The print version also talks about some of the potential consequences if an alliance manager fails to catch this mission creep in time. The research team “might not be generating the data the other side [intended], or you’re not producing the products that they need,” O’Shaughnessy said by way of example. Or worse, employees executing alliance responsibilities could be using the partner’s IP in a way that’s not contemplated in the agreement—for example, using a diagnostic device to diagnose a condition it wasn’t intended for, a potentially costly contract infringement. Here is a quote that didn’t make the cut that provides a sense of what you will get in the Q2 2020 issue.   

“You don’t want to be the one that has invested millions of dollars and thousands of FTEs (full-time employee) to generate a bunch of information and data only to find out that because you were using that data wrong, or you weren’t complying with certain contractual obligations, now the other side can terminate the agreement, with the result that perhaps you don’t get the benefit you had sought,” said O’Shaughnessy.

Many ASAP members are involved in data-centric alliances around AI-powered drug discovery initiatives, IoT products or services, and new ways to diagnose patients’ illnesses more quickly and accurately, among many other use cases. Don’t miss the ASAP editorial team’s overview of the basics in keeping your data-centered alliance out of legal hot water stemming from IP misuse or privacy violations. Be on the lookout for the Q2 Strategic Alliance Quarterly in June.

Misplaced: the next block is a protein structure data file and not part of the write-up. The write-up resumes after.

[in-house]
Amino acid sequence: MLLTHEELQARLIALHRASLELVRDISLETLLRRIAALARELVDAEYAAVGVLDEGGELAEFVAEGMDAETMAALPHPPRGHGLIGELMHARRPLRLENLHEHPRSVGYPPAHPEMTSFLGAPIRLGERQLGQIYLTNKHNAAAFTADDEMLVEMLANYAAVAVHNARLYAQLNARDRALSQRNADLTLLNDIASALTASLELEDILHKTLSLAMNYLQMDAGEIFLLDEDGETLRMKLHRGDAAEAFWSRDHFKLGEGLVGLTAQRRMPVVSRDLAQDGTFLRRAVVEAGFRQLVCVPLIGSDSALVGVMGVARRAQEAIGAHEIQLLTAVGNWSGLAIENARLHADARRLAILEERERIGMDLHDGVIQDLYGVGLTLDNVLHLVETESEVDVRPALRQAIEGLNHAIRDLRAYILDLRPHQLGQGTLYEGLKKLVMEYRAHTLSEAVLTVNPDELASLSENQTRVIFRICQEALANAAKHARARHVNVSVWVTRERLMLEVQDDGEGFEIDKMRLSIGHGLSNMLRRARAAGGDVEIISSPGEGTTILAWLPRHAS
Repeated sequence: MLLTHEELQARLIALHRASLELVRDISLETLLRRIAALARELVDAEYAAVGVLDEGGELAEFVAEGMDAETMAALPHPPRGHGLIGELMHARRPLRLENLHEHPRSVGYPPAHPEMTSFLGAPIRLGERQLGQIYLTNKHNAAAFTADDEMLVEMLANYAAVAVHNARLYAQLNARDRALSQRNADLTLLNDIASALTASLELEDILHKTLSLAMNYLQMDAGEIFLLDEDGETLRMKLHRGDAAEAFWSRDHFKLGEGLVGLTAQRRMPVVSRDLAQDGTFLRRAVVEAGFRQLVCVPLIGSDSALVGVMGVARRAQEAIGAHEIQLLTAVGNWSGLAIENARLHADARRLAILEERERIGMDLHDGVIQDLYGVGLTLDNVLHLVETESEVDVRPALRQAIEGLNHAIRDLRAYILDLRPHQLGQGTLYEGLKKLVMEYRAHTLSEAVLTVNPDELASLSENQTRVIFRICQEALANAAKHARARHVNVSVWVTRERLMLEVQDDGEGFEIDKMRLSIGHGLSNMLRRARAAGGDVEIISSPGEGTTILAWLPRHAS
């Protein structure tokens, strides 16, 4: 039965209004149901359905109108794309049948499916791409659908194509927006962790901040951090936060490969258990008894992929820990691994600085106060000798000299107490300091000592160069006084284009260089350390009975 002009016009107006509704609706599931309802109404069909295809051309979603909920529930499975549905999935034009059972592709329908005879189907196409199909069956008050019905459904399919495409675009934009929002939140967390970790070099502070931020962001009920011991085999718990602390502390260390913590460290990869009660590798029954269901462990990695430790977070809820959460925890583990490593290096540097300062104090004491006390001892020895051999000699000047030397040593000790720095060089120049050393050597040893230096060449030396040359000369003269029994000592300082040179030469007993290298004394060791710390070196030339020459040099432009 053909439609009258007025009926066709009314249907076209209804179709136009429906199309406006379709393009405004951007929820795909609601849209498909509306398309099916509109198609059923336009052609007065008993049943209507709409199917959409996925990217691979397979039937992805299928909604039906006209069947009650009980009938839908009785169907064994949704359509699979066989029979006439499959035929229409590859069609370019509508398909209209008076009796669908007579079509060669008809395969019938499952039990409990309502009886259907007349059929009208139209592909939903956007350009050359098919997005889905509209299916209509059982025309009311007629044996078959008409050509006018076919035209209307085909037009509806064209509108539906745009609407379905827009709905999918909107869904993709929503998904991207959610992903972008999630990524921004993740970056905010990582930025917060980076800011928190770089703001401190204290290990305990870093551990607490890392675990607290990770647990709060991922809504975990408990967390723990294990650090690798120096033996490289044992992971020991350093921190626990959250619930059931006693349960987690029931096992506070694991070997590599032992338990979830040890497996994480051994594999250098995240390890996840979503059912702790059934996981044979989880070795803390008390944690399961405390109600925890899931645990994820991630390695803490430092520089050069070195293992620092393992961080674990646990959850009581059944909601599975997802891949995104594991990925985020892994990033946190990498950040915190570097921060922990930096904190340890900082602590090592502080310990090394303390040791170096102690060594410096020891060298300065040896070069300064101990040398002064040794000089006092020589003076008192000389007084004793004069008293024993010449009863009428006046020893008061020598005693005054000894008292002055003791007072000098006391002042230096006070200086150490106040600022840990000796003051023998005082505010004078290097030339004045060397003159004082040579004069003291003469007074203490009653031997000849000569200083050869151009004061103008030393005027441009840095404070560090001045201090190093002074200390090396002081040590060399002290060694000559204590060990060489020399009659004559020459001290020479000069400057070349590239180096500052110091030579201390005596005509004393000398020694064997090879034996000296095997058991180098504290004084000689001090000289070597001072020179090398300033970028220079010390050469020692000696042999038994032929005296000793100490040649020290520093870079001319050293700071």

In the meantime, if you haven’t already, check out your copy of the Q1 Strategic Alliance Quarterly and absorb the emerging best practices in joint marketing, collaborative selling, and research and development as they relate to AI alliances. 

Tags:  AI alliances  AI-powered  alliance managers  Contract Negotiations  data alliances  data-centered  data-centric  Dinsmore & Shohl LLP  drug discovery  General Data Protection Regulation  IP and privacy law  O’Shaughnessy  Rita Heimes  Strategic Alliance Quarterly 

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The Association of Strategic Alliance Professionals (ASAP) and allianceboard partner to elevate alliance management through technology